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Wednesday, August 4, 2010

Check this box please, and deny half of your identity

When I was pregnant one of my biggest fears regarding becoming the mother of a Bi-racial child was the thought that she would identify with one half of her racial identity. I worried (for obvious reasons) that the half she identified with would not be mine, thus denying our mother/child bond.

I don't think this is an unfounded fear. In this country, if you look Black, you are Black. No matter if you are half, or one quarter, Black is Black. White is White. I'm White. As far as I know, the majority of my ancestry is British, with a little German, French and Irish, but most likely 100 percent European. Except that there was a suspicion amongst my mother's family that my great grandfather may or may not have been at least partially Native American. He was suspected of "passing." The only reason anyone thought that, though, was because he never grew facial hair. He didn't look the part and he didn't pass on any ethnic qualities to his children.

In addition to this country's history of dividing the races by color, even the Black community doesn't let Bi-racial folks get away with being a mixture of both.

It's pretty common to hear Black people make fun of Bi-racial folks, saying they aren't insert-other-half here, they're just Black. A couple of high profile Bi-racial men come to mind, our president, Barack Obama and golfer Tiger Woods.

Even though President Obama was raised by a White mother and his White grandparents, he enlisted his Black/African half while running for president.

Tiger Woods has been given a lot of shit by Black people for saying he's Cablinasian, (half Asian -- one-quarter Chinese and one-quarter Thai --, one-quarter African American, one-eighth Native American, and one-eighth Dutch) thus standing up for his Bi-racial identity. Technically, he's more Asian than anything else.

I don't blame Obama for using his skin color to get votes. Hell, he was just playing the game. And he played it well. Even though Tiger Woods is no longer America's sweetheart because he turned out to be a flawed human being, I still give him props for insisting that he not deny his Asian roots.

Now that Annika is here, my old pregnancy fears have lessened because I have started thinking about how I will talk to her about her roots and her skin color.

I think the world is more tolerant now than it was when I was growing up. And I think as Annika ages, it will become even more so. Kids today are more tolerant and open-minded than my generation. Today we have people who refuse to identify with a gender identity, people who identify with both, people who look one way and feel another.

I see racial identity following the same trends as sexual identity heading toward more gray (or should I say, tan) areas. More and more people will refuse to pick one or the other. More and more people are refusing to say they are simply one thing.

Human beings are complex to the core. Using color to identify people, is, in my opinion, just as antiquated as defining life roles and fashion choices based on a person's genitalia.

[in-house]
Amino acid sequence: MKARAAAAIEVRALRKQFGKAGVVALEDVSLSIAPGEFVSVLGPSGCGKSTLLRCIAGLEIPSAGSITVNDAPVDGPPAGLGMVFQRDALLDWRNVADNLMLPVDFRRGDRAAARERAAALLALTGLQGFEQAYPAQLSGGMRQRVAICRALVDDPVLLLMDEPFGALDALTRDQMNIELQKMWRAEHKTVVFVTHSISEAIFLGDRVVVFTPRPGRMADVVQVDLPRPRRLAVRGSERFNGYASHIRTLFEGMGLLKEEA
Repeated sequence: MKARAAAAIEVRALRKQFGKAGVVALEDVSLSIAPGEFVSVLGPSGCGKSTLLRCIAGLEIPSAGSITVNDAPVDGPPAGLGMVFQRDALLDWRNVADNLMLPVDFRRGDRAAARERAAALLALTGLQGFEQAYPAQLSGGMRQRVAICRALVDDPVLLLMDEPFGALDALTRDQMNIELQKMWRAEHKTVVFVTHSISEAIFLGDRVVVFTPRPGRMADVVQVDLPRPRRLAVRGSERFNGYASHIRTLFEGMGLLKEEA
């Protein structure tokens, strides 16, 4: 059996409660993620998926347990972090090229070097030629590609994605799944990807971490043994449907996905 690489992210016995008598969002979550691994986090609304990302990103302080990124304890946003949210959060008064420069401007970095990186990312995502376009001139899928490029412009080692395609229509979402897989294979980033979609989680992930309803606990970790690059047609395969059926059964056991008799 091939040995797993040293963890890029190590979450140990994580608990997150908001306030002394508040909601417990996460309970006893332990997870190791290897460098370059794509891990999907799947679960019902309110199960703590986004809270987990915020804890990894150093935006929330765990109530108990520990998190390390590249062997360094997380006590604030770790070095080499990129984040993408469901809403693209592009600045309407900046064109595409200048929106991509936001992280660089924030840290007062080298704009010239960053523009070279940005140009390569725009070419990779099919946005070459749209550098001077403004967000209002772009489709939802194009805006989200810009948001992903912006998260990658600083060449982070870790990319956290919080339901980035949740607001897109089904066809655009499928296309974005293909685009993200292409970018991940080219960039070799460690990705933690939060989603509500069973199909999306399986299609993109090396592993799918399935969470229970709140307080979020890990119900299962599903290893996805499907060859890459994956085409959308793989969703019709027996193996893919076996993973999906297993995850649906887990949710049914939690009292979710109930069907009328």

Choosing a more complex racial identity is a common thought process amongst plenty of mothers of Bi-racial children.

I was browsing a Bi-racial mom forum recently, and the topic of choosing racial identity at school caught my attention. Will my daughter feel pressured to choose a racial identity that isn't consistent with who she really is?

One mom said when she signed her daughter up for school, instead of choosing one of the pre-filled racial identities, she chose Other and wrote in Bi-racial. She was told that she was not allowed to do that and must choose only one race.

Those boxes may seem insignificant, if you fit into one of them, but if you don't, they are not boxes anymore, they are fences.

Ever since Annika was born, I've thought a lot about a boy I knew in high school.

His name was Charles. He was a Bi-racial boy being raised by a single White mother, his father was Mexican. Charles' skin was as white as snow. He had thick black hair, straight as a board. He did not speak with an accent in class. But when surrounded by his Spanish friends, he laid it on thick, using Spanish slang and affecting an accent. Even back then, I knew this kid wasn't confused. He was ashamed. I could see it in his eyes. He was defensive about anyone calling him White. He was damn proud of being a Mexican and he did all he could to make sure everyone knew he was proud of his heritage.

The only problem was, it was only part of his heritage.

I used to wonder how it made his mother feel that he was so ashamed of his White half, especially since she was the one raising him, alone. He was forced to choose. For whatever reason, he felt that his Latin roots were the better choice.

I don't see why anyone has to choose. That's not a choice I want Annika to have to make. That's like asking someone to choose between an arm or a leg. It's like asking someone to choose air or water.

It's asking someone to choose, mother or father.

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